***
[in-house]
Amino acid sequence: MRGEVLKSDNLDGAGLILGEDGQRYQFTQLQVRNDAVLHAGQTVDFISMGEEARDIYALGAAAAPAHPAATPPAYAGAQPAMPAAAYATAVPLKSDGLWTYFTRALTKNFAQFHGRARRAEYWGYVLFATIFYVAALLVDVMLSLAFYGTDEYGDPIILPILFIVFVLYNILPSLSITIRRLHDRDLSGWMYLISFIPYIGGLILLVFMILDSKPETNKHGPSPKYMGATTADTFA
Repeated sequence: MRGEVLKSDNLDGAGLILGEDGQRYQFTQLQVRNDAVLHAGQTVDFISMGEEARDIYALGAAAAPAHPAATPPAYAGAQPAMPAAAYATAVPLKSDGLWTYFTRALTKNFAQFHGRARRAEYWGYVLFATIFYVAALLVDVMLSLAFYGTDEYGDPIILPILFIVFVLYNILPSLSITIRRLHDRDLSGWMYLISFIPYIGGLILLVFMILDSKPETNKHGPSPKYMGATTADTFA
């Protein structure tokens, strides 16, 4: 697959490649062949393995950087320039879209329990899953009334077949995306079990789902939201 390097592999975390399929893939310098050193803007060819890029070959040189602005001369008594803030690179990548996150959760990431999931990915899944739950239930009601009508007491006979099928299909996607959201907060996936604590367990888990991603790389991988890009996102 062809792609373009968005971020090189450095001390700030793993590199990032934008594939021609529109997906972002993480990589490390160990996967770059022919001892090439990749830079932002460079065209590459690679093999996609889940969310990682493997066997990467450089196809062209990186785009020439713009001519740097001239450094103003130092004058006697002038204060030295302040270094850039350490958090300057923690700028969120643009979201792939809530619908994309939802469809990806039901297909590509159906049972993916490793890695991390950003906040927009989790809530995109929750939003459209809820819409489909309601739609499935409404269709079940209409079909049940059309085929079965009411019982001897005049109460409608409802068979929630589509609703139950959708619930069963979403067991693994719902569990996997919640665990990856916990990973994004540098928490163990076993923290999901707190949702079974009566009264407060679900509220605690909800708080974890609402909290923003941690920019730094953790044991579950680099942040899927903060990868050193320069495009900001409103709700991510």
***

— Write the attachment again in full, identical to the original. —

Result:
[in-house]
Amino acid sequence: MRGEVLKSDNLDGAGLILGEDGQRYQFTQLQVRNDAVLHAGQTVDFISMGEEARDIYALGAAAAPAHPAATPPAYAGAQPAMPAAAYATAVPLKSDGLWTYFTRALTKNFAQFHGRARRAEYWGYVLFATIFYVAALLVDVMLSLAFYGTDEYGDPIILPILFIVFVLYNILPSLSITIRRLHDRDLSGWMYLISFIPYIGGLILLVFMILDSKPETNKHGPSPKYMGATTADTFA
Repeated sequence: MRGEVLKSDNLDGAGLILGEDGQRYQFTQLQVRNDAVLHAGQTVDFISMGEEARDIYALGAAAAPAHPAATPPAYAGAQPAMPAAAYATAVPLKSDGLWTYFTRALTKNFAQFHGRARRAEYWGYVLFATIFYVAALLVDVMLSLAFYGTDEYGDPIILPILFIVFVLYNILPSLSITIRRLHDRDLSGWMYLISFIPYIGGLILLVFMILDSKPETNKHGPSPKYMGATTADTFA
């Protein structure tokens, strides 16, 4: 697959490649062949393995950087320039879209329990899953009334077949995306079990789902939201 390097592999975390399929893939310098050193803007060819890029070959040189602005001369008594803030690179990548996150959760990431999931990915899944739950239930009601009508007491006979099928299909996607959201907060996936604590367990888990991603790389991988890009996102 062809792609373009968005971020090189450095001390700030793993590199990032934008594939021609529109997906972002993480990589490390160990996967770059022919001892090439990749830079932002460079065209590459690679093999996609889940969310990682493997066997990467450089196809062209990186785009020439713009001519740097001239450094103003130092004058006697002038204060030295302040270094850039350490958090300057923690700028969120643009979201792939809530619908994309939802469809990806039901297909590509159906049972993916490793890695991390950003906040927009989790809530995109929750939003459209809820819409489909309601739609499935409404269709079940209409079909049940059309085929079965009411019982001897005049109460409608409802068979929630589509609703139950959708619930069963979403067991693994719902569990996997919640665990990856916990990973994004540098928490163990076993923290999901707190949702079974009566009264407060679900509220605690909800708080974890609402909290923003941690920019730094953790044991579950680099942040899927903060990868050193320069495009900001409103709700991510």